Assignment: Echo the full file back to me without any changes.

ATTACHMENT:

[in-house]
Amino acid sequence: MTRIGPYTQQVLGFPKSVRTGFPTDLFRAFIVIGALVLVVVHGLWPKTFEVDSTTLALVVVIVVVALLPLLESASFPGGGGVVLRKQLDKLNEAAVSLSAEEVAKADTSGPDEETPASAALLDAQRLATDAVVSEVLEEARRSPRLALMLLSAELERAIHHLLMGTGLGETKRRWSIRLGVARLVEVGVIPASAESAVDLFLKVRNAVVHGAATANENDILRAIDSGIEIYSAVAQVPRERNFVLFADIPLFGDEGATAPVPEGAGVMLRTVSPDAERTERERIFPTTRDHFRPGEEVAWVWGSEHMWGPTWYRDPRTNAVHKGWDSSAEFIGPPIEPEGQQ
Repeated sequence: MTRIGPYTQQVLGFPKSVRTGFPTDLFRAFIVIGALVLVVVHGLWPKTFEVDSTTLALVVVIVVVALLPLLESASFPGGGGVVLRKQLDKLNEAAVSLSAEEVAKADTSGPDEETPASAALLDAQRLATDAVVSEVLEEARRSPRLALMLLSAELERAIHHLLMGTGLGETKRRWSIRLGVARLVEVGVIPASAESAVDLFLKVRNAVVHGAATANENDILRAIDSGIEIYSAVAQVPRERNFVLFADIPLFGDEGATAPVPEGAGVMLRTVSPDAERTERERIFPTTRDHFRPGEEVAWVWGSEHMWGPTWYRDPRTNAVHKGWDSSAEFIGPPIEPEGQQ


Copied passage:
[in-house]
Amino acid sequence: MTRIGPYTQQVLGFPKSVRTGFPTDLFRAFIVIGALVLVVVHGLWPKTFEVDSTTLALVVVIVVVALLPLLESASFPGGGGVVLRKQLDKLNEAAVSLSAEEVAKADTSGPDEETPASAALLDAQRLATDAVVSEVLEEARRSPRLALMLLSAELERAIHHLLMGTGLGETKRRWSIRLGVARLVEVGVIPASAESAVDLFLKVRNAVVHGAATANENDILRAIDSGIEIYSAVAQVPRERNFVLFADIPLFGDEGATAPVPEGAGVMLRTVSPDAERTERERIFPTTRDHFRPGEEVAWVWGSEHMWGPTWYRDPRTNAVHKGWDSSAEFIGPPIEPEGQQ
Repeated sequence: MTRIGPYTQQVLGFPKSVRTGFPTDLFRAFIVIGALVLVVVHGLWPKTFEVDSTTLALVVVIVVVALLPLLESASFPGGGGVVLRKQLDKLNEAAVSLSAEEVAKADTSGPDEETPASAALLDAQRLATDAVVSEVLEEARRSPRLALMLLSAELERAIHHLLMGTGLGETKRRWSIRLGVARLVEVGVIPASAESAVDLFLKVRNAVVHGAATANENDILRAIDSGIEIYSAVAQVPRERNFVLFADIPLFGDEGATAPVPEGAGVMLRTVSPDAERTERERIFPTTRDHFRPGEEVAWVWGSEHMWGPTWYRDPRTNAVHKGWDSSAEFIGPPIEPEGQQ